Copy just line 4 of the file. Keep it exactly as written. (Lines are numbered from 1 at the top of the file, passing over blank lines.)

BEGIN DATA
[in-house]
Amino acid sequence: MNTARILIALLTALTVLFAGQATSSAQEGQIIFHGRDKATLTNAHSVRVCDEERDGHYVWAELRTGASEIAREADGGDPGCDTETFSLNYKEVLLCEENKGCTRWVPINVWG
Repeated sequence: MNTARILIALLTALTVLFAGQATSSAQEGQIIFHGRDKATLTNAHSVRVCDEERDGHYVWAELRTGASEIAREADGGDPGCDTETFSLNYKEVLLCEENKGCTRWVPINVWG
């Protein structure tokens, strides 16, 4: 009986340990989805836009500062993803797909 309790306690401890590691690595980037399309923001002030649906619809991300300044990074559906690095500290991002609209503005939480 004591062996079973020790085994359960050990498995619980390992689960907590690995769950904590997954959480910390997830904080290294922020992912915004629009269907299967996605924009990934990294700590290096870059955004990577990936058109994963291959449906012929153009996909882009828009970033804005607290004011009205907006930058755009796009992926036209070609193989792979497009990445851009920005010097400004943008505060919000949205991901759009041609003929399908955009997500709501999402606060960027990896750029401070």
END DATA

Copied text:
């Protein structure tokens, strides 16, 4: 009986340990989805836009500062993803797909 309790306690401890590691690595980037399309923001002030649906619809991300300044990074559906690095500290991002609209503005939480 004591062996079973020790085994359960050990498995619980390992689960907590690995769950904590997954959480910390997830904080290294922020992912915004629009269907299967996605924009990934990294700590290096870059955004990577990936058109994963291959449906012929153009996909882009828009970033804005607290004011009205907006930058755009796009992926036209070609193989792979497009990445851009920005010097400004943008505060919000949205991901759009041609003929399908955009997500709501999402606060960027990896750029401070």